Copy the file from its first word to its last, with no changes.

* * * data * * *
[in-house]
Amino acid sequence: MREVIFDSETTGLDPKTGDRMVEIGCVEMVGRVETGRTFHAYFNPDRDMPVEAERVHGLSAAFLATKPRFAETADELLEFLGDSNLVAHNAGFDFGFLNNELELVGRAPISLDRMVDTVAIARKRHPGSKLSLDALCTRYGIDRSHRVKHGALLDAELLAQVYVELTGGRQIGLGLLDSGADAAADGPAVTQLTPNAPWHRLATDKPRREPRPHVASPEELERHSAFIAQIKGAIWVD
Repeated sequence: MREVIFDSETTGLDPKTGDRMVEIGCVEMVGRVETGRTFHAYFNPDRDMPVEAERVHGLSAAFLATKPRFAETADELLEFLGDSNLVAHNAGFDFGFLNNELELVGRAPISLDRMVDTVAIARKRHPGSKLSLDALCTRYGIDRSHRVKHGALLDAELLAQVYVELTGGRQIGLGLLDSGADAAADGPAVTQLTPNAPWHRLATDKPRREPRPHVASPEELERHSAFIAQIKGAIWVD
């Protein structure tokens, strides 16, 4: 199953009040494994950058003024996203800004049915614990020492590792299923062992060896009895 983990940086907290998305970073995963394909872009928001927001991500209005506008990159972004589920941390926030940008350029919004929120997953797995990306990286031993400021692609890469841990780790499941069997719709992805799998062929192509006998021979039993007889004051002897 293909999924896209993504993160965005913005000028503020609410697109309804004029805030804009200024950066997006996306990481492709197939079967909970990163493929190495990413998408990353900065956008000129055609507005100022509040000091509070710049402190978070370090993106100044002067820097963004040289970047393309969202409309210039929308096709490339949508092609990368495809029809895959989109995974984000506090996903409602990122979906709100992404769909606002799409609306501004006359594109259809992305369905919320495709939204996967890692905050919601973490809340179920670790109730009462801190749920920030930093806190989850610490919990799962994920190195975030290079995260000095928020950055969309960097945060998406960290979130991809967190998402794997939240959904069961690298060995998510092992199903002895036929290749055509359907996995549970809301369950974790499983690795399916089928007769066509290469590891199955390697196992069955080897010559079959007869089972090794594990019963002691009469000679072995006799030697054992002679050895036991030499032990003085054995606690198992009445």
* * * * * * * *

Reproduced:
[in-house]
Amino acid sequence: MREVIFDSETTGLDPKTGDRMVEIGCVEMVGRVETGRTFHAYFNPDRDMPVEAERVHGLSAAFLATKPRFAETADELLEFLGDSNLVAHNAGFDFGFLNNELELVGRAPISLDRMVDTVAIARKRHPGSKLSLDALCTRYGIDRSHRVKHGALLDAELLAQVYVELTGGRQIGLGLLDSGADAAADGPAVTQLTPNAPWHRLATDKPRREPRPHVASPEELERHSAFIAQIKGAIWVD
Repeated sequence: MREVIFDSETTGLDPKTGDRMVEIGCVEMVGRVETGRTFHAYFNPDRDMPVEAERVHGLSAAFLATKPRFAETADELLEFLGDSNLVAHNAGFDFGFLNNELELVGRAPISLDRMVDTVAIARKRHPGSKLSLDALCTRYGIDRSHRVKHGALLDAELLAQVYVELTGGRQIGLGLLDSGADAAADGPAVTQLTPNAPWHRLATDKPRREPRPHVASPEELERHSAFIAQIKGAIWVD
């Protein structure tokens, strides 16, 4: 199953009040494994950058003024996203800004049915614990020492590792299923062992060896009895 983990940086907290998305970073995963394909872009928001927001991500209005506008990159972004589920941390926030940008350029919004929120997953797995990306990286031993400021692609890469841990780790499941069997719709992805799998062929192509006998021979039993007889004051002897 293909999924896209993504993160965005913005000028503020609410697109309804004029805030804009200024950066997006996306990481492709197939079967909970990163493929190495990413998408990353900065956008000129055609507005100022509040000091509070710049402190978070370090993106100044002067820097963004040289970047393309969202409309210039929308096709490339949508092609990368495809029809895959989109995974984000506090996903409602990122979906709100992404769909606002799409609306501004006359594109259809992305369905919320495709939204996967890692905050919601973490809340179920670790109730009462801190749920920030930093806190989850610490919990799962994920190195975030290079995260000095928020950055969309960097945060998406960290979130991809967190998402794997939240959904069961690298060995998510092992199903002895036929290749055509359907996995549970809301369950974790499983690795399916089928007769066509290469590891199955390697196992069955080897010559079959007869089972090794594990019963002691009469000679072995006799030697054992002679050895036991030499032990003085054995606690198992009445």